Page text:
Pizza Dough, Revisited
It’s been a long time since I’ve posted a Friday Night Pizza on the blog, but that doesn’t mean we haven’t been eating them (5 years and going strong!) I’m planning to resurrect the series now that the growing season is beginning again (nothing like a few new vegetables at the market to stir up a little inspiration!), and the first thing I thought I’d share with you is my new, improved pizza dough recipe.
The previous dough I was using, while very good, sometimes seemed to make a pizza that was a little on the small side for the two of us. Trying to make it bigger, I tried rolling it out more thinly a few times, but that resulted in a pizza that was too thin to support more than a sparse sprinkling of toppings, and a bit too crispy/crackery for my liking. So I’ve been tweaking flour and water ratios, armed with the knowledge I learned from Michael Ruhlman’s new book, Ratio (which is excellent. You should pick up a copy!) Ruhlman gives his basic bread dough recipe in the book — 5 parts flour to 3 parts water (plus yeast and salt) — and recently mentioned it in relation to making homemade pizza on his blog (doesn’t his breakfast pizza look delicious? Eggs on pizza are quite tasty, to this I can attest.) I started with his 5:3 ratio and found that while I really liked the amount of dough it made, as well as the nicely crispy crust it produces, I missed a little of the chewiness that the previous dough recipe I was using had. Comparing the formulas for each, I found that the previous dough I’d been using had a ratio of flour to water of closer to 5:4 (and used less flour per pizza to begin with). I liked the measure of flour used in Ruhlman’s 5:3 ratio, and knew that increasing the proportion of liquid in the dough just a bit would give the slightly chewier, more custardy interior that I was going for. The dough is a bit sticker initially, but smooths into a supple ball after kneading and rolls out very easily, with no resting required between “stretches.”
The ratio I arrived at is closer to 5:3.5 rather than 5:3, and we adore it. B has proclaimed them to be the best pizzas I’ve made so far! We get a roughly 14-inch pie with this formula, with a thick-enough but not-so-thick-as-to-be-bread crust. It’s crispy on the outside (particularly if you can use a baking stone, which I highly recommend if you make pizzas or bread often), chewy on the inside and makes enough for 2-3 people.
We had some friends over last weekend, and feasted on two different pies — one with sausage, caramelized fennel, and thinly sliced red onion; the other with asparagus, spinach pesto, mushrooms, fresh mozzarella and local goat cheese. I can honestly say I think they were two of the tastiest pies to make an appearance in our house, ever!
Previous Eggs on Sunday pizza combinations:
Asparagus, Fava Bean & Chive Pizza
Asparagus, Ricotta & Salami Pizza
Bacon Cheeseburger Pizza
Bacon, Egg and Spinach Pesto Pizza
BBQ Bacon Cheddar Pizza
Butternut Squash, Caramelized Onion, Goat Cheese and Thyme Pizza
Caramelized Onion, Mushroom and Gruyere Pizza
Fig, Goat Cheese, Prosciutto & Arugula Pizza
Green Garlic Monster Pizza
Pizza with Mushrooms, Asiago, Roasted Garlic & Thyme
Pesto & Potato Pizza
Sausage & Rapini Pizza with Caramelized Onions, Fontina and Ricotta
Sausage, Red Onion & Crimini Mushrooms
Southwestern Black Bean & Vegetable
Spinach and Artichoke Pizza
Spinach and Feta Pizza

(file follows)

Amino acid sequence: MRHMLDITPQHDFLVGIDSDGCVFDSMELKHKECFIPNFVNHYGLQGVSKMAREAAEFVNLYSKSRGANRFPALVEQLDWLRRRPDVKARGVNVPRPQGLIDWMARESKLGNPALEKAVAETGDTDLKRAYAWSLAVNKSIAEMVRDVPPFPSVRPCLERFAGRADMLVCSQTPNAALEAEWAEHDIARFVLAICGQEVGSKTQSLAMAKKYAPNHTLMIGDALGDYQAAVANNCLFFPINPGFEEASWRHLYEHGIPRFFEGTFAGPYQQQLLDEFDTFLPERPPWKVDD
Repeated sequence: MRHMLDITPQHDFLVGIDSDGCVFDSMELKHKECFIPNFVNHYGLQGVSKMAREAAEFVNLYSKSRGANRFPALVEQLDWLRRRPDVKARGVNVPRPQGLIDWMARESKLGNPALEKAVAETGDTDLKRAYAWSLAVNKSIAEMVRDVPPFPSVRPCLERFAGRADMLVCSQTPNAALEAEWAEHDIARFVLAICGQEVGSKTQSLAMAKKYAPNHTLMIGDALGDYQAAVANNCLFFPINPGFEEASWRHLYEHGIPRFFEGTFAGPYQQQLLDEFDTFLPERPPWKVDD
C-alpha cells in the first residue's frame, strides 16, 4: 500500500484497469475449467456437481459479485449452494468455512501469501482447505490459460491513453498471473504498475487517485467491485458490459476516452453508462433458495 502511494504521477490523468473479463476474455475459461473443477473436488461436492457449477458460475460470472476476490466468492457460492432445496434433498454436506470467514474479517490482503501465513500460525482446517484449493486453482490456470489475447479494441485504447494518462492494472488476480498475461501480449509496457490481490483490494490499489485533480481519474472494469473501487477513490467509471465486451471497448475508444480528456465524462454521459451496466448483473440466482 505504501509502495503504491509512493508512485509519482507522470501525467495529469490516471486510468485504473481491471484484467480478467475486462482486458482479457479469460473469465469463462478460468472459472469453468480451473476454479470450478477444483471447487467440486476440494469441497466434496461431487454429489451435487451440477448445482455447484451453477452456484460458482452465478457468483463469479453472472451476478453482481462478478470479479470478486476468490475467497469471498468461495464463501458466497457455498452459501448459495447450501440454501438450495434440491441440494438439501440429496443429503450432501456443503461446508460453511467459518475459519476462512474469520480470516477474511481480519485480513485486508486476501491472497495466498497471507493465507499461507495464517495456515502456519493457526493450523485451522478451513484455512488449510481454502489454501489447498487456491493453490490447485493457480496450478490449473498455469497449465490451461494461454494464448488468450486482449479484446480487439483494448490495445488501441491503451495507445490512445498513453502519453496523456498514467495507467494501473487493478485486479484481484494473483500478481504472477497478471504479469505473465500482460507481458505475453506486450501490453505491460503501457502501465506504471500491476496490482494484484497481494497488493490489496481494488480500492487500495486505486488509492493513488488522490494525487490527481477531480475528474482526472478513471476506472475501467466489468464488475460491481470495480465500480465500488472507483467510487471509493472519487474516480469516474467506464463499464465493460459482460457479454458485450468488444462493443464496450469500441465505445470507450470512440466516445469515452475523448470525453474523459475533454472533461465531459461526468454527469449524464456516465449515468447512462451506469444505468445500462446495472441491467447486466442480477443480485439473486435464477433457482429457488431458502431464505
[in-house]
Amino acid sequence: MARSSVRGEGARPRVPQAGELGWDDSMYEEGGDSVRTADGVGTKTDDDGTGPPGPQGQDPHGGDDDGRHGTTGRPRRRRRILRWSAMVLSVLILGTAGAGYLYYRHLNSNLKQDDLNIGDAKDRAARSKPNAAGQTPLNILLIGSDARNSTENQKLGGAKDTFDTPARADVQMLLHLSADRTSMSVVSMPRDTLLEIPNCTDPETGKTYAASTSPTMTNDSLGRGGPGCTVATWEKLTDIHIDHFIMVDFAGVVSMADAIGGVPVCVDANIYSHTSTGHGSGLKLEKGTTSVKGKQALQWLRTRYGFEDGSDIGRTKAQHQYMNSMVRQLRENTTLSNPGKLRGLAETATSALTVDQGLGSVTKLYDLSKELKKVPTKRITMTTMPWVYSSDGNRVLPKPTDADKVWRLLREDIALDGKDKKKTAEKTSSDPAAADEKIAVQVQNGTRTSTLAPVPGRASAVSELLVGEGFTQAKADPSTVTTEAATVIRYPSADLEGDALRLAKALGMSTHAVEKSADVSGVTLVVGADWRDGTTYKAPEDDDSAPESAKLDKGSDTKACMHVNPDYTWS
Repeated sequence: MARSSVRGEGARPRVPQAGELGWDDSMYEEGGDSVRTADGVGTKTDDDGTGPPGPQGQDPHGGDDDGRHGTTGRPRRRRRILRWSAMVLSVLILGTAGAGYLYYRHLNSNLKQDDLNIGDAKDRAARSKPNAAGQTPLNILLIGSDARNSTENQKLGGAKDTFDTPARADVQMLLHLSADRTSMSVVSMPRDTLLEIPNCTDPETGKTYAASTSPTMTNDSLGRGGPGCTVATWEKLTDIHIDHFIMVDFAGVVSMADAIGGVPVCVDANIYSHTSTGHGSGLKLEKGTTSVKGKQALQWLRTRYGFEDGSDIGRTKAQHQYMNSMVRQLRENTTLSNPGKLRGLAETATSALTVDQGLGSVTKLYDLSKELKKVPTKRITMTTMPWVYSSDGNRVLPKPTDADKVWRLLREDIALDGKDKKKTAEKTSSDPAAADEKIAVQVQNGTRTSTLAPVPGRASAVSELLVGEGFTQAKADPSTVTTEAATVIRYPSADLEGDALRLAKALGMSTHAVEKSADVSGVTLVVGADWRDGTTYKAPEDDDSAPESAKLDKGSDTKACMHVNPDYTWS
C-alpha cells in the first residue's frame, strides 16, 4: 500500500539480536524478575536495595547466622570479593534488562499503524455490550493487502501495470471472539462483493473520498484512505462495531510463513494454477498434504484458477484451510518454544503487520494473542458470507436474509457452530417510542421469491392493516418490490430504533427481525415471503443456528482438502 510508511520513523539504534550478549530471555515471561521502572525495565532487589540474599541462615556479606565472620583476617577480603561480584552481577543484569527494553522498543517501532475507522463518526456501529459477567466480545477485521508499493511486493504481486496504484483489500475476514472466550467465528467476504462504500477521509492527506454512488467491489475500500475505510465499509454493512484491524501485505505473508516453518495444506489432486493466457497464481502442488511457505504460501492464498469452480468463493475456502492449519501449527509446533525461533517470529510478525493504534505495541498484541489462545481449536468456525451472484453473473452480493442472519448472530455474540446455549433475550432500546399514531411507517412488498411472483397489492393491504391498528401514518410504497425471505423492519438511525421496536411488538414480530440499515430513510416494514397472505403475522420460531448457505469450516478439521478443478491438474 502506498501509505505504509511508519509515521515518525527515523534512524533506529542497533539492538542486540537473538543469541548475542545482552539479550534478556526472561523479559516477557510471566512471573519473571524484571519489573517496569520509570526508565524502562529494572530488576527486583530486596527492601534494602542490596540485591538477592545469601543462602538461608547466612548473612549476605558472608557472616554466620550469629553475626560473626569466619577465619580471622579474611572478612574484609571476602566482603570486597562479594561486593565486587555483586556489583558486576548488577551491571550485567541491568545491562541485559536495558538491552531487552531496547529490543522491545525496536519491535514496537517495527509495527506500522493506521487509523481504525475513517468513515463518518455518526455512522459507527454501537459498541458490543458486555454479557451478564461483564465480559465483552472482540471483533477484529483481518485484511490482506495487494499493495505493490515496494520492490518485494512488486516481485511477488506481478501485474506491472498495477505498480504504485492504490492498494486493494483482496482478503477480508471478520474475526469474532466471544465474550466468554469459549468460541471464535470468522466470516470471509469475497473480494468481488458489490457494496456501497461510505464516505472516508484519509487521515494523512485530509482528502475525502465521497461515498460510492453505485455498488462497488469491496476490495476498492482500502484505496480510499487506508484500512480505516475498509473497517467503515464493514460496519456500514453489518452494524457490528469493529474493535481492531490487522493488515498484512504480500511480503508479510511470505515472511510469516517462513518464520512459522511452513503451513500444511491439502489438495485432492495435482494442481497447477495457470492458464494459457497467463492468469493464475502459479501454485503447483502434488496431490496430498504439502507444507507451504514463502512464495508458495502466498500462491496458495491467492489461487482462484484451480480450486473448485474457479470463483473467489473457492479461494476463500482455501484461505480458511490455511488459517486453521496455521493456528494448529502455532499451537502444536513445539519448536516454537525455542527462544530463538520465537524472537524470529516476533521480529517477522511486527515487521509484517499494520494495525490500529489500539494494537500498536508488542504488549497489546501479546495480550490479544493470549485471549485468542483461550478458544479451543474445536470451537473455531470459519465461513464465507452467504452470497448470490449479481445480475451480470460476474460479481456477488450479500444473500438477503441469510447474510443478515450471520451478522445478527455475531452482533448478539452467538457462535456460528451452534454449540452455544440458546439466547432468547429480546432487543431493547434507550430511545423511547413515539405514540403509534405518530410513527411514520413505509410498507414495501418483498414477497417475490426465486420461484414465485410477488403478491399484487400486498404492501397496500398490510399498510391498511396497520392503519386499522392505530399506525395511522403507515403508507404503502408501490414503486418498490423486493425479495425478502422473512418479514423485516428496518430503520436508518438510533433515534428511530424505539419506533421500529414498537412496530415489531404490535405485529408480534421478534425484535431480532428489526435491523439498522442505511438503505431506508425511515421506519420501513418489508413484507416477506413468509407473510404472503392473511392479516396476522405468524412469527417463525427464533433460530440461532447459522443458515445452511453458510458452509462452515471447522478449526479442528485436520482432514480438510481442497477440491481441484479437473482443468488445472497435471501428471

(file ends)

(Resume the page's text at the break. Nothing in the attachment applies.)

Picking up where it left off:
Amy’s Pizza Dough
The recipe below makes enough for one 14-inch pizza. You can easily double it and freeze the other half after the dough rises; freeze in a ziptop bag and then thaw it in the refrigerator or at room temperature the day you plan to use it (make sure to let it come up to room temperature before you roll it out and bake it — cold dough won’t cut it!)
10 ounces bread flour (AP flour works fine, too) — I prefer to measure by weight, but if you don’t have a scale, figure that 4.5 ounces of bread flour roughly equals 1 cup — so 10 ounces is roughly 2 1/4 cups. You’ll want to adjust the flour in the dough so it’s tacky, but not sticky.
7 ounces warm water (90-110 degrees F, but I don’t usually measure – just can’t be hot)
a drizzle of olive oil
1/2 teaspoon instant yeast
1 teaspoon kosher salt
Mix the flour, yeast and salt together in a large bowl. Stir in the warm water and olive oil, and mix until the dough comes together (it will be shaggy and there may still be some dry bits of flour on the bottom of the bowl.) Turn the whole thing out onto a lightly floured surface — I use my kitchen work table — and knead until the dough smooths out and passes the windowpane test*, about 6-8 minutes, adding more flour as needed to keep it from being too sticky. The resulting dough will be tacky but not super sticky.
[*Windowpane test: pull off a small piece of dough, and gently stretch it in all directions until the middle is paper thin. When you've kneaded the dough enough to develop the gluten sufficiently, the middle should be able to be stretched thin (and be translucent, like a windowpane) without tearing. If it tears easily, keep kneading a few minutes more.]
Place the kneaded dough in a lightly oiled bowl and turn a few times to coat with oil. Cover with a dishtowel and let it rise in a warm place until doubled, about 2 hours. Since we keep our house cool, I place my bowl on an electric heating pad to keep the temperature around the bowl warm and encourage rising.
After it’s risen 2 hours, remove from the bowl and gently flatten the dough. If you are going to freeze it, transfer it to a ziptop bag now. Otherwise, stretch it into a pizza round (I do this directly on my pizza peel, after I’ve generously dusted it with flour or coarse cornmeal.) Top your pizza as desired, and bake it in a 500 degree F oven until the crust is starting to turn golden brown, about 8 minutes.
Makes enough dough for one 14-inch pizza; can easily be doubled.